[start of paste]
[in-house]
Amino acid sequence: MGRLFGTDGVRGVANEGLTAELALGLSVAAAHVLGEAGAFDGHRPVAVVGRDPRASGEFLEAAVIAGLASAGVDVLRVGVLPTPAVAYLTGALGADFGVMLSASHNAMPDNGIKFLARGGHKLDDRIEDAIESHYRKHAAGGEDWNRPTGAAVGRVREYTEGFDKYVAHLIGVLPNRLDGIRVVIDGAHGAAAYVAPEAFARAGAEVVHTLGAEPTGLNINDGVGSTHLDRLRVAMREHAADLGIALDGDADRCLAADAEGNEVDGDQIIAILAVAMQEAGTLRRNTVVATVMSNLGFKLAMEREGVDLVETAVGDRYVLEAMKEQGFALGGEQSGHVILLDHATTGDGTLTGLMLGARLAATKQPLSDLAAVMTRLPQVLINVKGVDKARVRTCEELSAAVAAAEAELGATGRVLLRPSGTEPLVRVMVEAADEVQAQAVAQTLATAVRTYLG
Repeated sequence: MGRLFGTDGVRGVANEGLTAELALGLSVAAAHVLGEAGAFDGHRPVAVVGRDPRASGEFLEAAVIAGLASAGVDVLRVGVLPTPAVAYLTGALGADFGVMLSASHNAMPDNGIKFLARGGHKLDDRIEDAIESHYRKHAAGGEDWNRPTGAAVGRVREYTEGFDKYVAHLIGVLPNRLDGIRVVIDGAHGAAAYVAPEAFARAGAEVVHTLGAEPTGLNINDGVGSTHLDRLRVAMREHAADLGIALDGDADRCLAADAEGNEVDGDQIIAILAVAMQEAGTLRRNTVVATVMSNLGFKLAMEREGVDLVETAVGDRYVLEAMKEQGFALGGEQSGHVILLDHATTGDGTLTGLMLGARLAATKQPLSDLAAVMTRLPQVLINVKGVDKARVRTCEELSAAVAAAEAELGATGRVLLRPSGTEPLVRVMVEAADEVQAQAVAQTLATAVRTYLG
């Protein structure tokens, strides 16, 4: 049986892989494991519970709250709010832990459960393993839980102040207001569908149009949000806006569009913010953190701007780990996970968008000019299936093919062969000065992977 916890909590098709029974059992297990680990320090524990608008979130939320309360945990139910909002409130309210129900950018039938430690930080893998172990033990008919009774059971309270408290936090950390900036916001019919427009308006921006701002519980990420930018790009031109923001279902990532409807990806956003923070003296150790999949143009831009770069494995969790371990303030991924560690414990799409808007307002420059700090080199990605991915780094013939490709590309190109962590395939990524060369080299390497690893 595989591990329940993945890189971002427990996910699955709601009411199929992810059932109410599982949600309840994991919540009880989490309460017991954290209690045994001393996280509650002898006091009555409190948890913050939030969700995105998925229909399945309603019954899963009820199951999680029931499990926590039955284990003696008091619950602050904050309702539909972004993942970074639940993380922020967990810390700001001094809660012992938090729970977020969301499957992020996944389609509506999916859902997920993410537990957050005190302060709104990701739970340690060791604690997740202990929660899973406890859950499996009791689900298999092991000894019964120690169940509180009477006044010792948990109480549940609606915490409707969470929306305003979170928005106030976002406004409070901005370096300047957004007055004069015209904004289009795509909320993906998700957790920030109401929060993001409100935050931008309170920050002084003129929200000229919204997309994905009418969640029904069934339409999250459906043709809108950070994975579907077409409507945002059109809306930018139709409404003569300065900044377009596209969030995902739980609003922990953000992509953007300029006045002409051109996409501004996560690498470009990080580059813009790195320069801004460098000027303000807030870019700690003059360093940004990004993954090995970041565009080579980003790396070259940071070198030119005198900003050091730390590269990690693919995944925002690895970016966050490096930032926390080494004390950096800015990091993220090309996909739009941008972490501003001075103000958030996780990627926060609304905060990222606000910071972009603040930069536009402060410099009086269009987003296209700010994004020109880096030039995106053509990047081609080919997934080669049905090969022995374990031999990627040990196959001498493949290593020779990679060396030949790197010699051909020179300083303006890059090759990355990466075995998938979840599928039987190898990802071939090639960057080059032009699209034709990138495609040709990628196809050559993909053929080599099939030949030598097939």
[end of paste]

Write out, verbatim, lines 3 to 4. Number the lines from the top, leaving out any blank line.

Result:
Repeated sequence: MGRLFGTDGVRGVANEGLTAELALGLSVAAAHVLGEAGAFDGHRPVAVVGRDPRASGEFLEAAVIAGLASAGVDVLRVGVLPTPAVAYLTGALGADFGVMLSASHNAMPDNGIKFLARGGHKLDDRIEDAIESHYRKHAAGGEDWNRPTGAAVGRVREYTEGFDKYVAHLIGVLPNRLDGIRVVIDGAHGAAAYVAPEAFARAGAEVVHTLGAEPTGLNINDGVGSTHLDRLRVAMREHAADLGIALDGDADRCLAADAEGNEVDGDQIIAILAVAMQEAGTLRRNTVVATVMSNLGFKLAMEREGVDLVETAVGDRYVLEAMKEQGFALGGEQSGHVILLDHATTGDGTLTGLMLGARLAATKQPLSDLAAVMTRLPQVLINVKGVDKARVRTCEELSAAVAAAEAELGATGRVLLRPSGTEPLVRVMVEAADEVQAQAVAQTLATAVRTYLG
């Protein structure tokens, strides 16, 4: 049986892989494991519970709250709010832990459960393993839980102040207001569908149009949000806006569009913010953190701007780990996970968008000019299936093919062969000065992977 916890909590098709029974059992297990680990320090524990608008979130939320309360945990139910909002409130309210129900950018039938430690930080893998172990033990008919009774059971309270408290936090950390900036916001019919427009308006921006701002519980990420930018790009031109923001279902990532409807990806956003923070003296150790999949143009831009770069494995969790371990303030991924560690414990799409808007307002420059700090080199990605991915780094013939490709590309190109962590395939990524060369080299390497690893 595989591990329940993945890189971002427990996910699955709601009411199929992810059932109410599982949600309840994991919540009880989490309460017991954290209690045994001393996280509650002898006091009555409190948890913050939030969700995105998925229909399945309603019954899963009820199951999680029931499990926590039955284990003696008091619950602050904050309702539909972004993942970074639940993380922020967990810390700001001094809660012992938090729970977020969301499957992020996944389609509506999916859902997920993410537990957050005190302060709104990701739970340690060791604690997740202990929660899973406890859950499996009791689900298999092991000894019964120690169940509180009477006044010792948990109480549940609606915490409707969470929306305003979170928005106030976002406004409070901005370096300047957004007055004069015209904004289009795509909320993906998700957790920030109401929060993001409100935050931008309170920050002084003129929200000229919204997309994905009418969640029904069934339409999250459906043709809108950070994975579907077409409507945002059109809306930018139709409404003569300065900044377009596209969030995902739980609003922990953000992509953007300029006045002409051109996409501004996560690498470009990080580059813009790195320069801004460098000027303000807030870019700690003059360093940004990004993954090995970041565009080579980003790396070259940071070198030119005198900003050091730390590269990690693919995944925002690895970016966050490096930032926390080494004390950096800015990091993220090309996909739009941008972490501003001075103000958030996780990627926060609304905060990222606000910071972009603040930069536009402060410099009086269009987003296209700010994004020109880096030039995106053509990047081609080919997934080669049905090969022995374990031999990627040990196959001498493949290593020779990679060396030949790197010699051909020179300083303006890059090759990355990466075995998938979840599928039987190898990802071939090639960057080059032009699209034709990138495609040709990628196809050559993909053929080599099939030949030598097939």